Advances of International Collaboration on M9 Disaster Science: Scientific Session Report
Elizabeth Maly*1,, Kenjiro Terada*1, Randall J. LeVeque*2, Naoko Kuriyama*3, Daniel B. Abramson*2, Lan T. Nguyen*2, Ann Bostrom*2, Jorge León*4,*5, Michael Motley*2, Patricio A. Catalan*4,*5, Shunichi Koshimura*1, Shuji Moriguchi*1, Yuya Yamaguchi*1, Carrie Garrison-Laney*6, Anawat Suppasri*1, and Erick Mas*1
*1International Research Institute of Disaster Science (IRIDeS), Tohoku University
468-1 Aza Aoba, Aramaki, Aoba, Sendai, Miyagi 980-8572, Japan
*2University of Washington, Washington, USA
*3Kobe University, Hyogo, Japan
*4Universidad Técnica Federico Santa María, Valparaiso, Chile
*5 Research Center for Integrated Disaster Risk Management (CIGIDEN), Santiago de Chile, Chile
*6Washington Sea Grant, Washington, USA
The goal of the Scientific Session: “Advances of International Collaboration on M9 Disaster Science” at the 2nd World Bosai Forum (WBF) in Sendai in November 2019 was to share progress on research projects and findings related to an M9 mega-disaster event, building on outcomes from a March 2019 collaborative workshop on M9 disaster science between research partners from the International Research Institute of Disaster Science (IRIDeS)/Tohoku University, University of Washington-Seattle (UW), and the Research Center for Integrated Disaster Risk Management (CIGIDEN). This paper reports on the presentations during the WBF Scientific Session, which shared updates and outputs of research collaborations from different disciplines, following the themes of risk-based planning, structural engineering, tsunami observation and early warning, and tsunami simulation and probabilistic tsunami risk assessment. This international and cross-disciplinary collaboration has led to the advancement of a number of specific research projects in different fields, as well as a robust network of researchers in the three countries. Based in coastal regions facing similar risks of massive earthquakes and tsunami in Japan, the United States, and Chile, it is hoped that ongoing and future collaboration within this network will continue to advance knowledge of disaster science and international disaster risk reduction.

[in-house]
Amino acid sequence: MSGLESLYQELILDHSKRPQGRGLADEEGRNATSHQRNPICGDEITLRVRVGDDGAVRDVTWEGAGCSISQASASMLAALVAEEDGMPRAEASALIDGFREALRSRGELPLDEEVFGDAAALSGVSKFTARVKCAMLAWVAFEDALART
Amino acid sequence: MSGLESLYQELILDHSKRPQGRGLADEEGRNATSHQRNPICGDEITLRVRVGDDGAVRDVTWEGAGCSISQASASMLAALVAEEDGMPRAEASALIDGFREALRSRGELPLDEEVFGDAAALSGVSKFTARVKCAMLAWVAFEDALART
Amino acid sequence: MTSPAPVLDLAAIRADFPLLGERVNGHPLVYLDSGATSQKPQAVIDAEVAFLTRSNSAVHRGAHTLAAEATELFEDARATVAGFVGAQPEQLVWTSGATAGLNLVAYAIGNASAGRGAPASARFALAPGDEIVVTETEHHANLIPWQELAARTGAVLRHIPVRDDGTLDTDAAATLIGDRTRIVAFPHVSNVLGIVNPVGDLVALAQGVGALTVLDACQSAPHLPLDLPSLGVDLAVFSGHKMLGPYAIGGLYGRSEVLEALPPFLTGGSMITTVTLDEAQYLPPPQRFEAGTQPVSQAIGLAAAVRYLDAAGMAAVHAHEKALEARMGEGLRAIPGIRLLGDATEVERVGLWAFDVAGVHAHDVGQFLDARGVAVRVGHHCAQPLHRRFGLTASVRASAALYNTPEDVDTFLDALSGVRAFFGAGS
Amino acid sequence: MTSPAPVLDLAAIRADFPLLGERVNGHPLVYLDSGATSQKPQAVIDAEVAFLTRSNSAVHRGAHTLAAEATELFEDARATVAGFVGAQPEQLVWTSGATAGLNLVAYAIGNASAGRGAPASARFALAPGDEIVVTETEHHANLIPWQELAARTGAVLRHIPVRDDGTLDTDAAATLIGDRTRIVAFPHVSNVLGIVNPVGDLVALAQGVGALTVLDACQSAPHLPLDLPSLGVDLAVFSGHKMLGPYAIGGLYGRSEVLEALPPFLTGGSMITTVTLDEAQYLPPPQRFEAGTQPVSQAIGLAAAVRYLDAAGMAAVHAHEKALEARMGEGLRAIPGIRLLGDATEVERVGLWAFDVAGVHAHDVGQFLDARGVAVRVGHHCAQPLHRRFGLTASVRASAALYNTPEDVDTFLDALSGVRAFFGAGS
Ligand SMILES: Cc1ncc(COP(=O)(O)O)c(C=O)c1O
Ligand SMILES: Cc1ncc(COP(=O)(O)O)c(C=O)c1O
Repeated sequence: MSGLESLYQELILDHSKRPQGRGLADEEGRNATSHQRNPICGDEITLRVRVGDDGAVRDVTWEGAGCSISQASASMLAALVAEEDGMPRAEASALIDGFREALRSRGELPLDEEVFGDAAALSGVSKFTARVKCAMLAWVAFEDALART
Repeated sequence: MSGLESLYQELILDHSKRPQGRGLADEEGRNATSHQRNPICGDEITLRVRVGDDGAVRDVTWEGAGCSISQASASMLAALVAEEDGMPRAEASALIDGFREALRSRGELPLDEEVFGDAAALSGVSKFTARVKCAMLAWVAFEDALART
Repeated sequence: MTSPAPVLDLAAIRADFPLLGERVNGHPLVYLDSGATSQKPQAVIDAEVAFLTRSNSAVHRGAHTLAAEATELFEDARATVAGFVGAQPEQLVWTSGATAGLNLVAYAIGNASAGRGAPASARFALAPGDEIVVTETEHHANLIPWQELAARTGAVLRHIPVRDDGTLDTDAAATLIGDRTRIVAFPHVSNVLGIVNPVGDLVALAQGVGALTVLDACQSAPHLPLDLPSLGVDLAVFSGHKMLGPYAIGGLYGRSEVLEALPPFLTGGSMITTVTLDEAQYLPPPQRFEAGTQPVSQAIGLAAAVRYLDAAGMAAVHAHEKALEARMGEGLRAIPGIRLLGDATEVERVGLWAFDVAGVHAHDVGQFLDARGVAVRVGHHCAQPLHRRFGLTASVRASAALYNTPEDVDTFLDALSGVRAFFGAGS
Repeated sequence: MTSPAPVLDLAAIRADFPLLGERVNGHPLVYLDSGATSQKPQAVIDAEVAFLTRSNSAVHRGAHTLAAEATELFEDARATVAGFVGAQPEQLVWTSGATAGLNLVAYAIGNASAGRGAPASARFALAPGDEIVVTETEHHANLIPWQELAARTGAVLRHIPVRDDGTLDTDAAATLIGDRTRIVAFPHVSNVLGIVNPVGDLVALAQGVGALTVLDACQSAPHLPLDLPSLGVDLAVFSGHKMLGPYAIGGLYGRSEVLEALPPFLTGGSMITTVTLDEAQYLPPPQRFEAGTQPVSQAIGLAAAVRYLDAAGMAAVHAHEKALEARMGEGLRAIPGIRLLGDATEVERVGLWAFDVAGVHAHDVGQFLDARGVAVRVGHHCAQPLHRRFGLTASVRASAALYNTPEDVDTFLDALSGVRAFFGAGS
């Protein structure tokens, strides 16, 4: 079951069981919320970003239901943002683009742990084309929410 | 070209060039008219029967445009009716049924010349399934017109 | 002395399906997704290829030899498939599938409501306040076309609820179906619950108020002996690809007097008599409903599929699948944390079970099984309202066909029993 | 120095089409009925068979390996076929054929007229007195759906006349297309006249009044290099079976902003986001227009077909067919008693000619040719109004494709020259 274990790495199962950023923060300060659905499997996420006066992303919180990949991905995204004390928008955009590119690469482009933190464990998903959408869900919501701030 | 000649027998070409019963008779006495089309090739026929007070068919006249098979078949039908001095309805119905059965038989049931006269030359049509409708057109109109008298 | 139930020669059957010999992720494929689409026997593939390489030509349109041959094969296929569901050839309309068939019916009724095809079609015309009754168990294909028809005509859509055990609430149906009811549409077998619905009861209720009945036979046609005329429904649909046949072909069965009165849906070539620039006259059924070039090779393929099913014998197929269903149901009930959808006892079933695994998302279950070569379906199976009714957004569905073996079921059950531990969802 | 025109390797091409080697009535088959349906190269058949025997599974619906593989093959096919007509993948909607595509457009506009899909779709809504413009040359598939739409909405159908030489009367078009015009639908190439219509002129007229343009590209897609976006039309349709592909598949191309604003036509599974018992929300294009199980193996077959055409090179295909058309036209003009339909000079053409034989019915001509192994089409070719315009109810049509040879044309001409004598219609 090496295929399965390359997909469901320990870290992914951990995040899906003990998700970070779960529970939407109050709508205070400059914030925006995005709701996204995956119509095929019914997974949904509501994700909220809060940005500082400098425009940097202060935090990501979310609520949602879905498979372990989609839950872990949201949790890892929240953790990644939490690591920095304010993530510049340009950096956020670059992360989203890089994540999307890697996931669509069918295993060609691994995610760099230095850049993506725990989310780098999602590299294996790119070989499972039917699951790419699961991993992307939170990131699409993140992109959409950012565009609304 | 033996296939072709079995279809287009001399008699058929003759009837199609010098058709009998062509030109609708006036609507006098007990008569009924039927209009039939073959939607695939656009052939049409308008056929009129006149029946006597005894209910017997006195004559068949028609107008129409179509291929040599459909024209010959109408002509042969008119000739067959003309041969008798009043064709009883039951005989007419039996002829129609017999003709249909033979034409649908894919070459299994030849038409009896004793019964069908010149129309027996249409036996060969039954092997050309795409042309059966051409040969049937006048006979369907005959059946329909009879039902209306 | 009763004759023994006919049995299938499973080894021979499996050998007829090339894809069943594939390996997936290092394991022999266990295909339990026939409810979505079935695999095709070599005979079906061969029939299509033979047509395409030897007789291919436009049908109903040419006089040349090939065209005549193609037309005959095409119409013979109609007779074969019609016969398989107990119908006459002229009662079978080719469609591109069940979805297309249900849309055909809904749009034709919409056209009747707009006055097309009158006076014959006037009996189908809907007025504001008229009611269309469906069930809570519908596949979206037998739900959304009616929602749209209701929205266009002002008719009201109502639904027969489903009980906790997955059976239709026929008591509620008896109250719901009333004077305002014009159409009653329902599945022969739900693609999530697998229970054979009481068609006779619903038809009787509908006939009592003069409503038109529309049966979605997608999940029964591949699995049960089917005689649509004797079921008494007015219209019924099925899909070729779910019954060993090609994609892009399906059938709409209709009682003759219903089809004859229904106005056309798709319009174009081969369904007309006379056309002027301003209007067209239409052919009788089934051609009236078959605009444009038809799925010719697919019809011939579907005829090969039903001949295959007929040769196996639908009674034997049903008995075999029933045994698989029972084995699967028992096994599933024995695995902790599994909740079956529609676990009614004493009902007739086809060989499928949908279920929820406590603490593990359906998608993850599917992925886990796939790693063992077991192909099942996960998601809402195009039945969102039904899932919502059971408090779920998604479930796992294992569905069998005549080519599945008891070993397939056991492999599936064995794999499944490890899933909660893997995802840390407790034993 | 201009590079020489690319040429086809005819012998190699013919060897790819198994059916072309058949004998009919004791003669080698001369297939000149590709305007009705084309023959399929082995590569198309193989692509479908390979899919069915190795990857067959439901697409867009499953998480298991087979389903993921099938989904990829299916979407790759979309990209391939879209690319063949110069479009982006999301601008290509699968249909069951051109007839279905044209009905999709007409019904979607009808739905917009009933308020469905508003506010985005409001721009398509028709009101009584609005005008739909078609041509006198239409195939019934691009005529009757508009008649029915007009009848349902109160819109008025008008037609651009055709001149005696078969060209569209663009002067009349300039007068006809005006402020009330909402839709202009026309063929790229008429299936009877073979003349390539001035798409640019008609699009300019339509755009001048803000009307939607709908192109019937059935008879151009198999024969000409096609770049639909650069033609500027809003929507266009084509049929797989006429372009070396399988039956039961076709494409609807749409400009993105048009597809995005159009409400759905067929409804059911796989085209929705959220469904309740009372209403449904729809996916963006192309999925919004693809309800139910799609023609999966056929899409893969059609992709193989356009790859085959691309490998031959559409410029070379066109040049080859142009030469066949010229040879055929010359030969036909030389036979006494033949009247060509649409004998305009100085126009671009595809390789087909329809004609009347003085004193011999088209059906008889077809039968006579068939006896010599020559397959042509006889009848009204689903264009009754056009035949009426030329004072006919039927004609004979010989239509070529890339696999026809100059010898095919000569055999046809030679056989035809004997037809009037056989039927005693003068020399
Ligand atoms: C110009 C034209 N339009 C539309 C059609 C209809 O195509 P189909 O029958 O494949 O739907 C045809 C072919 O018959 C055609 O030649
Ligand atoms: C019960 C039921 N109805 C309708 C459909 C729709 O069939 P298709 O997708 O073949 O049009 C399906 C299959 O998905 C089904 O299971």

-  “M9 Project,” https://hazards.uw.edu/geology/m9/ [accessed April 14, 2020]
-  T. Kotani, K. Tozato, S. Takase, S. Moriguchi, K. Terada, Y. Fukutani, Y. Otake, K. Nojima, M. Sakuraba, and Y. Choe, “Probabilistic tsunami hazard assessment with simulation-based response surface,” Coastal Engineering, Vol.160, 2020.
-  Y. Yamaguchi, S. Takase, S. Moriguchi, and K. Terada, “Solid–liquid coupled material point method for simulation of ground collapse with fluidization,” Computational Particle Mechanics, Vol.7, No.2, pp. 209-223, 2020.
-  R. Nomura, S. Takase, S. Moriguchi, and K. Terada, “An Evaluation of Trees’ Drag Force in Macroscopic 2D Flow by 3D Direct Flow Simulation,” 27th Int. Union of Geodesy and Geophysics Int. Assembly (IUGG2019), No.IUGG19-2077, 2019.
-  J. León, E. Mas, P. Catalan, L. Moya, and R. Cienfuegos, “Development of calibrated tsunami evacuation models through real-world collected data: a case study of La Serena, Chile,” 12th Aceh Int. Workshop on Sustainable Disaster Recovery (AIWEST-DR), 2019.
-  E. Mas, L. Moya, and S. Koshimura, “Analysis of Tsunami Evacuation Simulation with Minimum Congestion and Higher Survivability using Reinforcement Learning Algorithm,” 12th Aceh Int. Workshop on Sustainable Disaster Recovery (AIWEST-DR), 2019.